Friday, May 04, 2007
Let's Introduce Televised Debates for Party leaders Over Here Too
Probably the most famous televised political debate was the Kennedy -Nixon affair in 1960(pictured). Here Nixon was believed by car radio listeners to have shaded the contest but the greater number watching the little box saw Kennedy's film star profile, compared it with Nixon's dodgy five o'clock shadow and had no doubt as to who had won. Even allowing for the distortions of image makers, however, I think it would be good for our democracy to introduce televised debates.
Possibly one would have been allowed by Blair in 1997 had he been behind in the polls instead of miles ahead. As it was, he turned down Major's request for such a debate, presumably on the grounds that it would allow too much publicity to an opponent. A head to head confrontation would stimulate interest in a democracy which, at times in this country, can appear moribund. It would also show how Cameron performs under real pressure instead of the formalised rituals of the Commons. As for Gordon, it would give him a chance to unveil his formidable intellect and mastery of policy detail for the electorate to judge if he deserves to be elected prime minister rather than merely inherit the title for his erstwhile neighbour and rival.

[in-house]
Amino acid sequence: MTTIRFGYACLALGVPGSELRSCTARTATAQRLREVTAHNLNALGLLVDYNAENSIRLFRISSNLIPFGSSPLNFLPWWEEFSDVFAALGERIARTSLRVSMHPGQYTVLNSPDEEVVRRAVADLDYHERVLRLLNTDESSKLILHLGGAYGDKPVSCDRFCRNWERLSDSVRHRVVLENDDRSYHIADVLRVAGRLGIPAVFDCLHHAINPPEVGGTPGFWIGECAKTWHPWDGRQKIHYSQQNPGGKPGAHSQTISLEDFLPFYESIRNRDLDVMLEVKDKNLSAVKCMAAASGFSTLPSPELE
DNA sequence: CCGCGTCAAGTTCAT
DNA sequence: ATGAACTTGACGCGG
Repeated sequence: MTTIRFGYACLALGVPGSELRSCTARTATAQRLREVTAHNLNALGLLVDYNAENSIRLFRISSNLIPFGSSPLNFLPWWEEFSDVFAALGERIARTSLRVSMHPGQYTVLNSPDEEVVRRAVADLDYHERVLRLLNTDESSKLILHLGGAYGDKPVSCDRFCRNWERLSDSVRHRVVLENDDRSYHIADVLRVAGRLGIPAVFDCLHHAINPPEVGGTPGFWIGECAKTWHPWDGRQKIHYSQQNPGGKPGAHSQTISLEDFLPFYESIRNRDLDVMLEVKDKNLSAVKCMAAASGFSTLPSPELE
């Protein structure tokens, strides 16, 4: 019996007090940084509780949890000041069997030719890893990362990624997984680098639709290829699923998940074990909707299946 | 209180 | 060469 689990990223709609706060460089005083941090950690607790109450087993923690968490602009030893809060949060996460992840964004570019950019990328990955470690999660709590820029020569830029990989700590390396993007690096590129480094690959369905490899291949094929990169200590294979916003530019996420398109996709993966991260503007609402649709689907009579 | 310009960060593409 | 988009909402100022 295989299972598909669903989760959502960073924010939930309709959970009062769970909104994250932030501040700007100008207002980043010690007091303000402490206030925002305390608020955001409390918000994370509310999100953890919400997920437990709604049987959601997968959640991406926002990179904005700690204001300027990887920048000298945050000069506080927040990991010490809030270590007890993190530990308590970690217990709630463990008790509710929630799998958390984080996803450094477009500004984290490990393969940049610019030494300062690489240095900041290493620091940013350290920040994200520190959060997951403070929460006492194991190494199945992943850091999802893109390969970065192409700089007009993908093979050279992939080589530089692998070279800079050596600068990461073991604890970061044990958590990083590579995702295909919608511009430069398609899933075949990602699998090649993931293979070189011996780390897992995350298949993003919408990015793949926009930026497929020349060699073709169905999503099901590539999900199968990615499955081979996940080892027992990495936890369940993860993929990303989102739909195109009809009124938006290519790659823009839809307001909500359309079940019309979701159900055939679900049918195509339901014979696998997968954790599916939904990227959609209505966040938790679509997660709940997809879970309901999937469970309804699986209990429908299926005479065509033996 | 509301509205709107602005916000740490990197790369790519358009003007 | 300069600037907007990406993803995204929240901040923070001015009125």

Also interesting to note that in the US just over a week ago there was a televised debate between 8 candidates from the same party for leadership of the party (OK, I know, it's not technically that but you get my point). Quite a contrast with how Labour & Tory choose their 'man at the helm'?
Not wholly sure it's just politics nerds who are impressed with a confident or even masterful demeanour in such situations. It's possible to spot competence even if you are not that clued up on something oneself; eg my present doctor seems clearly more competent than my last yet I am ignorant of medicine.
It was done by questionable social science back in the 60s and if you read the excellent "Presidential Debates: Forty Years of High-Risk TV" it gets quite thoroughly debunked.
Also you could check out:
Vancil, D. L., & Pendell, S. D. (1987).
The myth of viewer-listener disagreement in the first Kennedy-Nixon debate.
Central States Speech Journal, 38, 16-27
I bow to your knowledge on this one; I was just accepting received wisdom- often a dangerous thing to do.
I was in France on the day of their first round and watched some of the results programmes. What a contrast with ours! No fancy graphics, no Peter Snow with his swingometer, just a lot of fairly serious debate. Frustratingly I couldn't understand much of it and the lack of graphics meant waiting ages to find out who had made it into round 2! They do things differently over there, let's hope whoever wins doesn't try to make them as British-like as they've both threatened...
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